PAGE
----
Ever wonder where the term Free State Of Patrick comes from. Well, in my book The Free State Of Patrick: Patrick County Virginia in the Civil War I state that I think it comes from the Civil War. Patrick County descends from Lunenburg County “The Old Free State.” During the War Between the States when secession was all the rage, the idea that if Virginia did not secede that Patrick County would, but of course Patrick County did not vote to secede until after Abraham Lincoln called on troops from the South to put down the “rebellion” after the firing on Fort Sumter. There is the Free State of Jones or the State of Jones that is the subject of several books that took the opposite view in Mississippi that the county was pro-Union or at least anti-Confederate within the state that the President of the Confederacy, Jefferson Davis called home.
Back to Patrick County, Virginia, and the Free State Of Patrick, the first time I have found it called that in print comes from the New York Times of June 18, 1882, reported from Danville, Virginia, three days earlier on June 15 from a reporter of the Baltimore Sun wrote “The Want in Patrick County VA.” This was two years before Taylorsville became Stuart, Virginia.
This newspaper is not the New York Times today, but a struggling newspaper, one of many in Gotham at that time. This NYT was thirty-one years old when this article appeared. It was believe it or not a mouthpiece of the Republican Party and would not support a Democrat until two years later in 1884 when the county seat became Stuart, Virginia.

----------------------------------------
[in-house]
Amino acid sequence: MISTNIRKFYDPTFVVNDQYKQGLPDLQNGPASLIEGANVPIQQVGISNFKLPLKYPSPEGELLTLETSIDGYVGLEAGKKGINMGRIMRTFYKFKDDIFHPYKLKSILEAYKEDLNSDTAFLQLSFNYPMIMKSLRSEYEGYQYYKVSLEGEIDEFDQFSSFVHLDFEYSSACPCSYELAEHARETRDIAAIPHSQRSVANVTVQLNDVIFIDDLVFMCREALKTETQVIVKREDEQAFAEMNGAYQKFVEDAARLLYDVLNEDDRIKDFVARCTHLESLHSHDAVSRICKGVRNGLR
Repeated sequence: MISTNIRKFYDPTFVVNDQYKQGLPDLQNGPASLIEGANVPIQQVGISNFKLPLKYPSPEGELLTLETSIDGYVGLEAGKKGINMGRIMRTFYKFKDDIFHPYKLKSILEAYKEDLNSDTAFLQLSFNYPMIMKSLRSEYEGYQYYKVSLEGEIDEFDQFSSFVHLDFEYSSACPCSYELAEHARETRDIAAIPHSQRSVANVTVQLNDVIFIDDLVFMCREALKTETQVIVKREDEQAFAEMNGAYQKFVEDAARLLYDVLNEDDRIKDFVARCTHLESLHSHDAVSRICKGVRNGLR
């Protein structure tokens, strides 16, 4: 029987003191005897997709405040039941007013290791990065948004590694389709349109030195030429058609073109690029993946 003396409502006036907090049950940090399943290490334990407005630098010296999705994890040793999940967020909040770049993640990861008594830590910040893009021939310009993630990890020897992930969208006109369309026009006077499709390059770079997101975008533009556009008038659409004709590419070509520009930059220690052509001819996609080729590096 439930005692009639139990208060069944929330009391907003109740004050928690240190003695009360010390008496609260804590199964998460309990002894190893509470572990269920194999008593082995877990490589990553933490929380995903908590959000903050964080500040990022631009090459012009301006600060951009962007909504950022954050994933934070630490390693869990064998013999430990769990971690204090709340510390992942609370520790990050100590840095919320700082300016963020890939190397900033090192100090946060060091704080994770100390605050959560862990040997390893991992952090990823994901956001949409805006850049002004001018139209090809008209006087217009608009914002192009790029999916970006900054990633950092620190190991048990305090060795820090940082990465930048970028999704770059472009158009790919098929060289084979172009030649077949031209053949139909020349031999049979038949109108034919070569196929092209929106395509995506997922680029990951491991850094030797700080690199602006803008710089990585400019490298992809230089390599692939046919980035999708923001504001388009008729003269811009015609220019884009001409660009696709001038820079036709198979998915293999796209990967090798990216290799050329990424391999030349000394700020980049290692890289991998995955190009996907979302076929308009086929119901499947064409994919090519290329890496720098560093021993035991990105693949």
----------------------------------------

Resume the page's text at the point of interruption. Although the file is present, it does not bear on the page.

In 1882, Patrick County Virginia, was suffering through a drought and the article implies that the 13,300 people were starving. That is another story, but here are the first two mentions I know of it print of the term The Free State Of Patrick.
“These people have ever lived in their mountain county almost to themselves, being entirely independent of the balance of the world, and having the least possible intercourse with it. So notorious is this face that the county has from time immemorial enjoyed the sobriquet of ‘The Free State of Patrick.’”
“The year 1880 found them with nearly enough old grain to carry them through the 12 months. They had no way to get it to market, and hence there was no inducement to the farmer to pitch a crop. Can it be wondered that the people of ‘The Free State of Patrick’ made the year 1880 a kind of holiday and gave their usual avocations but little attention?”
Here is the link to the entire story from the New York Times